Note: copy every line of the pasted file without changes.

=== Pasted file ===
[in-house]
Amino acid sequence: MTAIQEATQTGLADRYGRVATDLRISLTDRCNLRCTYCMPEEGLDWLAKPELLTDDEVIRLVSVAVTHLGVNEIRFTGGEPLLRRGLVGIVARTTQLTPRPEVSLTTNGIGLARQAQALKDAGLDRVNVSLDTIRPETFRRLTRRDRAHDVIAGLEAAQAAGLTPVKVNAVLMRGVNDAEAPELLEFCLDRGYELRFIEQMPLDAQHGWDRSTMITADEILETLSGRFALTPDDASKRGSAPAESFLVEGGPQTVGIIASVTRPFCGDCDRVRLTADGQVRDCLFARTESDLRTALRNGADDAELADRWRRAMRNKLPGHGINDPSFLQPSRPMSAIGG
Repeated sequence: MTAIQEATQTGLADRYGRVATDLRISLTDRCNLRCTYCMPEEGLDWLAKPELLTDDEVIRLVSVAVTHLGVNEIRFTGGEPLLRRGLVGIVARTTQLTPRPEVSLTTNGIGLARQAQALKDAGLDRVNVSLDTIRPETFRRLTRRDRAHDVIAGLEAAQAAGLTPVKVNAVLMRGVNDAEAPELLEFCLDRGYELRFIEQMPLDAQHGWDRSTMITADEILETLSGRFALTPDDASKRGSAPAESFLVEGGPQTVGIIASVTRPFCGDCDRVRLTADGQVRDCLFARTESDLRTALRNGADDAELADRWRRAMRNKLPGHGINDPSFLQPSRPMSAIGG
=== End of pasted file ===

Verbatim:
[in-house]
Amino acid sequence: MTAIQEATQTGLADRYGRVATDLRISLTDRCNLRCTYCMPEEGLDWLAKPELLTDDEVIRLVSVAVTHLGVNEIRFTGGEPLLRRGLVGIVARTTQLTPRPEVSLTTNGIGLARQAQALKDAGLDRVNVSLDTIRPETFRRLTRRDRAHDVIAGLEAAQAAGLTPVKVNAVLMRGVNDAEAPELLEFCLDRGYELRFIEQMPLDAQHGWDRSTMITADEILETLSGRFALTPDDASKRGSAPAESFLVEGGPQTVGIIASVTRPFCGDCDRVRLTADGQVRDCLFARTESDLRTALRNGADDAELADRWRRAMRNKLPGHGINDPSFLQPSRPMSAIGG
Repeated sequence: MTAIQEATQTGLADRYGRVATDLRISLTDRCNLRCTYCMPEEGLDWLAKPELLTDDEVIRLVSVAVTHLGVNEIRFTGGEPLLRRGLVGIVARTTQLTPRPEVSLTTNGIGLARQAQALKDAGLDRVNVSLDTIRPETFRRLTRRDRAHDVIAGLEAAQAAGLTPVKVNAVLMRGVNDAEAPELLEFCLDRGYELRFIEQMPLDAQHGWDRSTMITADEILETLSGRFALTPDDASKRGSAPAESFLVEGGPQTVGIIASVTRPFCGDCDRVRLTADGQVRDCLFARTESDLRTALRNGADDAELADRWRRAMRNKLPGHGINDPSFLQPSRPMSAIGG